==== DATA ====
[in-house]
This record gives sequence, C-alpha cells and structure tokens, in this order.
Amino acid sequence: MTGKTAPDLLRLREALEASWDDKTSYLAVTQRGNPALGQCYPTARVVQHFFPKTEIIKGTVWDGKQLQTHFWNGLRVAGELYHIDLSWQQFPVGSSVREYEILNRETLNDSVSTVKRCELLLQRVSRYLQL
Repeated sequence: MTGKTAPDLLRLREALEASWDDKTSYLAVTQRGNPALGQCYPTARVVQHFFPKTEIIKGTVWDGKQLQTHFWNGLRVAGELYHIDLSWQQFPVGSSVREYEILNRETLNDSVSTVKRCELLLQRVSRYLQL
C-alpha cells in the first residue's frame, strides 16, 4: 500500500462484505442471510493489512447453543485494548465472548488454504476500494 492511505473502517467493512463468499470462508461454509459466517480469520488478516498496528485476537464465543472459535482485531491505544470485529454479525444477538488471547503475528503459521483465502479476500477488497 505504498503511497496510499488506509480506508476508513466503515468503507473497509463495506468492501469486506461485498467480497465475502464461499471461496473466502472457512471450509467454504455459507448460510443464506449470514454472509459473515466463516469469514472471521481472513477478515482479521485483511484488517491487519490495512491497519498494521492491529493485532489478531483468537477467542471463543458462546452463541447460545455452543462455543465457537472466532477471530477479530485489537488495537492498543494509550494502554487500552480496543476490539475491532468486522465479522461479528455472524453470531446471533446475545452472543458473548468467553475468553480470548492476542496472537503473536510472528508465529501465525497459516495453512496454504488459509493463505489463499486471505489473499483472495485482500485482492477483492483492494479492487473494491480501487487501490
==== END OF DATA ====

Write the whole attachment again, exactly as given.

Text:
[in-house]
This record gives sequence, C-alpha cells and structure tokens, in this order.
Amino acid sequence: MTGKTAPDLLRLREALEASWDDKTSYLAVTQRGNPALGQCYPTARVVQHFFPKTEIIKGTVWDGKQLQTHFWNGLRVAGELYHIDLSWQQFPVGSSVREYEILNRETLNDSVSTVKRCELLLQRVSRYLQL
Repeated sequence: MTGKTAPDLLRLREALEASWDDKTSYLAVTQRGNPALGQCYPTARVVQHFFPKTEIIKGTVWDGKQLQTHFWNGLRVAGELYHIDLSWQQFPVGSSVREYEILNRETLNDSVSTVKRCELLLQRVSRYLQL
C-alpha cells in the first residue's frame, strides 16, 4: 500500500462484505442471510493489512447453543485494548465472548488454504476500494 492511505473502517467493512463468499470462508461454509459466517480469520488478516498496528485476537464465543472459535482485531491505544470485529454479525444477538488471547503475528503459521483465502479476500477488497 505504498503511497496510499488506509480506508476508513466503515468503507473497509463495506468492501469486506461485498467480497465475502464461499471461496473466502472457512471450509467454504455459507448460510443464506449470514454472509459473515466463516469469514472471521481472513477478515482479521485483511484488517491487519490495512491497519498494521492491529493485532489478531483468537477467542471463543458462546452463541447460545455452543462455543465457537472466532477471530477479530485489537488495537492498543494509550494502554487500552480496543476490539475491532468486522465479522461479528455472524453470531446471533446475545452472543458473548468467553475468553480470548492476542496472537503473536510472528508465529501465525497459516495453512496454504488459509493463505489463499486471505489473499483472495485482500485482492477483492483492494479492487473494491480501487487501490